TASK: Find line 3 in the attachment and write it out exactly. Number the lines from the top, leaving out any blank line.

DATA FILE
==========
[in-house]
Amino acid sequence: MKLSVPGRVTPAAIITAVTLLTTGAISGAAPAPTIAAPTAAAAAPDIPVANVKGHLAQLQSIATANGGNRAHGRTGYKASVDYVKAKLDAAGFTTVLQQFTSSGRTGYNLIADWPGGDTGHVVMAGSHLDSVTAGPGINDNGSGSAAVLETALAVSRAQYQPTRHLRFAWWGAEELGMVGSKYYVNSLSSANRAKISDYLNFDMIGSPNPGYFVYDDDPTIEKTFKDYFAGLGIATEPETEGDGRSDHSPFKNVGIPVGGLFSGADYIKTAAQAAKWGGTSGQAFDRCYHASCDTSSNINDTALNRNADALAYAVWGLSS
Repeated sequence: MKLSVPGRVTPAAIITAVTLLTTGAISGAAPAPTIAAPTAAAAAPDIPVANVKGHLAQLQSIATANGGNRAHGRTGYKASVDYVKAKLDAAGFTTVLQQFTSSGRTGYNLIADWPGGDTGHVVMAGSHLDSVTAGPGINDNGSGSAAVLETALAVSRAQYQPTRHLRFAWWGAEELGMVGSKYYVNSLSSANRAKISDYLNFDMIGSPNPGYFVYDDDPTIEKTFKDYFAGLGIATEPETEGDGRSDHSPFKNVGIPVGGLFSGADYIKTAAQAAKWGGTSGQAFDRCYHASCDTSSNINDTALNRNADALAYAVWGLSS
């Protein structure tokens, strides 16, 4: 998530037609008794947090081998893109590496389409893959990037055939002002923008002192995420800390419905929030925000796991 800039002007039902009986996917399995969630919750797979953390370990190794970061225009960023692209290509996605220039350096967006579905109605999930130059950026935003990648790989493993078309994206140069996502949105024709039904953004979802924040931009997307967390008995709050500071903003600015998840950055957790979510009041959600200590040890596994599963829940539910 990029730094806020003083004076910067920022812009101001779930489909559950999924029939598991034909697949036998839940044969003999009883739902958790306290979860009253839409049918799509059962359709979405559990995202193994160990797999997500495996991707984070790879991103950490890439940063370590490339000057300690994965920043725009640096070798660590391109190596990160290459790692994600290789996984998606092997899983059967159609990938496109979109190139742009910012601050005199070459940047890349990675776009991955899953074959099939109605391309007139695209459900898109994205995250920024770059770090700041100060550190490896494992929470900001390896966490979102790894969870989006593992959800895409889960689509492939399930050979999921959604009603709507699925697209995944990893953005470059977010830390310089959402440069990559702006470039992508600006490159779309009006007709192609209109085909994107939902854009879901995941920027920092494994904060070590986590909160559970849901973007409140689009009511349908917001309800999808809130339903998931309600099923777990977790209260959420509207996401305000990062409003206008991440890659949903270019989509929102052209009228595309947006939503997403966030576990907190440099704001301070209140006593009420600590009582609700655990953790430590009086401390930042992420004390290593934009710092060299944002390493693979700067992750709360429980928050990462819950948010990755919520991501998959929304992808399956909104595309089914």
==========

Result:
Repeated sequence: MKLSVPGRVTPAAIITAVTLLTTGAISGAAPAPTIAAPTAAAAAPDIPVANVKGHLAQLQSIATANGGNRAHGRTGYKASVDYVKAKLDAAGFTTVLQQFTSSGRTGYNLIADWPGGDTGHVVMAGSHLDSVTAGPGINDNGSGSAAVLETALAVSRAQYQPTRHLRFAWWGAEELGMVGSKYYVNSLSSANRAKISDYLNFDMIGSPNPGYFVYDDDPTIEKTFKDYFAGLGIATEPETEGDGRSDHSPFKNVGIPVGGLFSGADYIKTAAQAAKWGGTSGQAFDRCYHASCDTSSNINDTALNRNADALAYAVWGLSS